3. 3. Creativity and innovation as conjoined twins? • Not much universal agreement among psychologists and subject investigators on the definition of creativity and what counts as a demonstration of creativity, and neither do investigators ‘share’ a language for creativity (Welsh, 1973; Ford and Harris, 1992; Parkhurst, 1999; Joubert, 2001). • Creativity: Amar (2007) sees creativity as the ‘mother’ of innovation. We could also say creativity fuels innovation. • Innovation: Ogunleye (2001; 2006) and Majoro (1991) characterise innovation as the ‘bi-product’ or technological ‘outcome’ of creativity. • In essence, the terms creativity and innovation are often used interchangeably. A study by Sternberg and O’Hara (1999) concludes that creativity and innovation are essentially – perhaps broadly – the same things.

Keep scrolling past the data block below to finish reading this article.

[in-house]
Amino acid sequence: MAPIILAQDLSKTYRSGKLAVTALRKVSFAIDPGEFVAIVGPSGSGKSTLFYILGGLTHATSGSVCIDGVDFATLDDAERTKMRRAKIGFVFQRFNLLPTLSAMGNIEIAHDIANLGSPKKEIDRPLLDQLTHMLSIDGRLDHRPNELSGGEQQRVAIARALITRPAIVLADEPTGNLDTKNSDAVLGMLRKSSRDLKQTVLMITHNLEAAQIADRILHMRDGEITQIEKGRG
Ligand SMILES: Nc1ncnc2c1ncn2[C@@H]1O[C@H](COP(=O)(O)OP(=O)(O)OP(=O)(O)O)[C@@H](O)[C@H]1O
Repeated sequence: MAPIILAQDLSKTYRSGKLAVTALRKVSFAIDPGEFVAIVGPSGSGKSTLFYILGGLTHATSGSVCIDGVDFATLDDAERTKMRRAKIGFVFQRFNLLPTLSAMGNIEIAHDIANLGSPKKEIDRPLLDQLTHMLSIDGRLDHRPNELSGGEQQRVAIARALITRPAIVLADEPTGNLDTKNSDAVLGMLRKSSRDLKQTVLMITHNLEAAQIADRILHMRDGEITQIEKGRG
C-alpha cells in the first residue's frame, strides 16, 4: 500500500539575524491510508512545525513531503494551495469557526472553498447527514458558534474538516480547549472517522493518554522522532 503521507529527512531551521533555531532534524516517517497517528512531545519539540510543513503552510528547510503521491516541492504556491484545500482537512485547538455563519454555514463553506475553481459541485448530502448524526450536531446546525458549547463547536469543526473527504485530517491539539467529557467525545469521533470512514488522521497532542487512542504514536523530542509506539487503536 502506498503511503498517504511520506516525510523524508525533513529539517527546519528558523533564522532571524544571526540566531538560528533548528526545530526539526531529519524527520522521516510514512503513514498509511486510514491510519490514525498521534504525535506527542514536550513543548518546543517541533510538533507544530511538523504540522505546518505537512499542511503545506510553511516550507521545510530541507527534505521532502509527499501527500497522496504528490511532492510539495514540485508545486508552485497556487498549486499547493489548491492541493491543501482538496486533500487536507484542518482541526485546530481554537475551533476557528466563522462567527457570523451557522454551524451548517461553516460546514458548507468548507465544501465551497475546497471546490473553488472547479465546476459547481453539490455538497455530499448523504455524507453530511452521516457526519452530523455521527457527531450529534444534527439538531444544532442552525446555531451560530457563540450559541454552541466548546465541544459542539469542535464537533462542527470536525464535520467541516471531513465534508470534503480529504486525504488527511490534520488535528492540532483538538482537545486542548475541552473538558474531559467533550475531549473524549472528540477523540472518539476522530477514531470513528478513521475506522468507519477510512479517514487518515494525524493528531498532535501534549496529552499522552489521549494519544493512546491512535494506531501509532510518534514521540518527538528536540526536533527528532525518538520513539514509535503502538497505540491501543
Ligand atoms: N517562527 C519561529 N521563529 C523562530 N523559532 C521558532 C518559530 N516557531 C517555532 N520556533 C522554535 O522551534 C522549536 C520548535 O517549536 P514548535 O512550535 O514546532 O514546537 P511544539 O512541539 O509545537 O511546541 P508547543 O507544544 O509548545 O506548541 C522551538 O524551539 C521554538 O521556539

4. 4. Overlapping themes of creativity Traditionally, definitions of creativity are explored under the following largely overlapping themes (see Ogunleye, 2008): • product • process • personality • environment Therefore, work on creativity and culture or discourses on cross cultural approaches to creativity are situated in one or more of the traditional themes of creativity.